Sidney’s Mary Winspear Centre likely won’t be hosting a farmer’s market originally scheduled for Central Saanich after all after municipal staff in Sidney did not issue the necessary license.

Sidney’s Mary Winspear Centre likely won’t be hosting a farmer’s market originally scheduled for Central Saanich after all after municipal staff in Sidney did not issue the necessary license.

Proposed farmer’s market for Sidney likely to be cancelled

Market was scheduled for Saturday, Dec. 5 in the parking lot of Mary Winspear Centre

A farmer’s market announced for Sidney’s Mary Winspear Centre this Saturday will likely be cancelled as organizers lack the necessary paper work. Municipal staff have also signalled opposition to the idea in light of COVID-19 concerns.

Peninsula Country Market, organizer of the Winter Market announced earlier this week, that it would be coming to Sidney after Central Saanich postponed the third and final edition of the market because of COVID-19 concerns.

“Peninsula Country Market is thrilled to announce that it will open on (Saturday) Dec. 5 9 a.m to 1 p.m. and (Saturday) Dec. 12 9 a.m. to 1 p.m. in the Mary Winspear parking lot,” Lorea Tomsin said in a message Tuesday afternoon. The announcement thanked the “vision” of the facility for accommodating the market while promising “strict and careful” COVID-19 protocols. Organizers also advertised the event on social media.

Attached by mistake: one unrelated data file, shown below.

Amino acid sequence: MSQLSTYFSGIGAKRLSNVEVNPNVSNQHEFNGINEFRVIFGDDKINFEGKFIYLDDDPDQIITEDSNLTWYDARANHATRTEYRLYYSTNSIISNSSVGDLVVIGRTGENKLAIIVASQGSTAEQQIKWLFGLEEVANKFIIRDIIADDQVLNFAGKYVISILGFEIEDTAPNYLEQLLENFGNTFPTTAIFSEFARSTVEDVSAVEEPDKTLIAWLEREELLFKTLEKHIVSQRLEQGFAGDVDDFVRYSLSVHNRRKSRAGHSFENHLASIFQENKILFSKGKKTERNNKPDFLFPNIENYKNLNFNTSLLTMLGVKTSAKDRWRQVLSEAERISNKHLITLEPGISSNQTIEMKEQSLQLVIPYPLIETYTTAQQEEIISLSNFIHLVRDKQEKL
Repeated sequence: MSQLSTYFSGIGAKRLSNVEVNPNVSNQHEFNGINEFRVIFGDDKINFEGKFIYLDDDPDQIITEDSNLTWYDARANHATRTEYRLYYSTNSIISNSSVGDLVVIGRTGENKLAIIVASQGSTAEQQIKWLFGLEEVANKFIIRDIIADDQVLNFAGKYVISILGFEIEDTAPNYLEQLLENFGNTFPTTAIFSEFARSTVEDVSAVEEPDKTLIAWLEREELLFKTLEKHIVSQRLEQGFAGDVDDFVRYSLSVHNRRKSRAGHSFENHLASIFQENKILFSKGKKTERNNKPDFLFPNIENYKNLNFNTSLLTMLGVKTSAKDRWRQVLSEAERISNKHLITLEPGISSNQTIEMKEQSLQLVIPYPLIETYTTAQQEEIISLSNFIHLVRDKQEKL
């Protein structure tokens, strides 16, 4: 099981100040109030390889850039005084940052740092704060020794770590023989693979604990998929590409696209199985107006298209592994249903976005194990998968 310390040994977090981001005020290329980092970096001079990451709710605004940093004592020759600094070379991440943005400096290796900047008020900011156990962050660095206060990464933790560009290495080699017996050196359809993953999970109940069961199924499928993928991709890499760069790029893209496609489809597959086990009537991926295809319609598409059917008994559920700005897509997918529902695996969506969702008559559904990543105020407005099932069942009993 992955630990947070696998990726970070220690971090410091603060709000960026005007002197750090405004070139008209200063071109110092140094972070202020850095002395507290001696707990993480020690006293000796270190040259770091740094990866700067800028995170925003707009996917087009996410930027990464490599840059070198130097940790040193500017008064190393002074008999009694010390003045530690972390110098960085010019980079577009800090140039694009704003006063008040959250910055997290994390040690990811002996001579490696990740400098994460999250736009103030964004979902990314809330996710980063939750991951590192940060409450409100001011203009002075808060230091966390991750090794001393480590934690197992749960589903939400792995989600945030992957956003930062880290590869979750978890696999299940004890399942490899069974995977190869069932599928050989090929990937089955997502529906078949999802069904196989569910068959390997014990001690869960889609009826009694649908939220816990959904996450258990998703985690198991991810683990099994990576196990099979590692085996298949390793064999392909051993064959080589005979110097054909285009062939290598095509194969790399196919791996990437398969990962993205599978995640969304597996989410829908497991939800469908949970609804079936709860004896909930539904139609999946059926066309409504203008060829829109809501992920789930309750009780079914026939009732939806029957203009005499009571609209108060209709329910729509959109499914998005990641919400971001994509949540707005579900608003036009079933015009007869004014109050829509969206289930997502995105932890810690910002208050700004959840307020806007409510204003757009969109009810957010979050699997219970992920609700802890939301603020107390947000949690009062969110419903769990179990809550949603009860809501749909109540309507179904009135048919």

Less than 48 hours later but past the publication deadline for Thursday’s print version of the Peninsula News Review, Tomsin said that the market will “probably not be happening” against what she called “delays in processing” on the market side. While volunteer organizers had advertised the market, municipal staff were still waiting to receive the necessary business license application Thursday morning.

RELATED: Central Saanich postpones weekend Winter Market, organizers upset

Municipal staff also told organizers Wednesday that they could not be supporting a farmer’s market in the proposed location because of the current COVID-19 situation, Tomsin said. The Peninsula News Review did not learn of this development until after its print publication deadline.

When asked how much of a mistake it was to advertise an event before securing the necessary permission, Tomsin said organizers were hopeful. “We expected everything to be quite straight forward,” she said.

Tomsin had said earlier that she had spoken with municipal staff Monday, Nov. 30 and they sounded positive, even sending her the application. Tomsin later said staff left her with “no indication” the licence would not be processed. But various personal and technical circumstances delayed submission of the application with organizers set to submit it Thursday.

Paula Kully, Sidney’s communication manager, confirmed the market operator had contacted staff on Nov. 30 to ask about obtaining a business licence.

“At that time, [municipal] staff provided her with information on how to submit a business licence application and advised that all Health Canada, BC Health and Island Health regulations would need to be adhered to,” said Kully. “They did not provide any indication or opinion on whether or not the licence would be approved.”

Tomsin acknowledged that organizers could have handled the situation differently, while asking for understanding. “A lot of chaos and clearly we have a lot to learn,” she said.

Tomsin still wonders why farmer’s markets in other communities outside the Saanich Peninsula are still operating, pointing out again that farmer’s markets qualify as an essential service.


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wolfgang.depner@peninsulanewsreview.com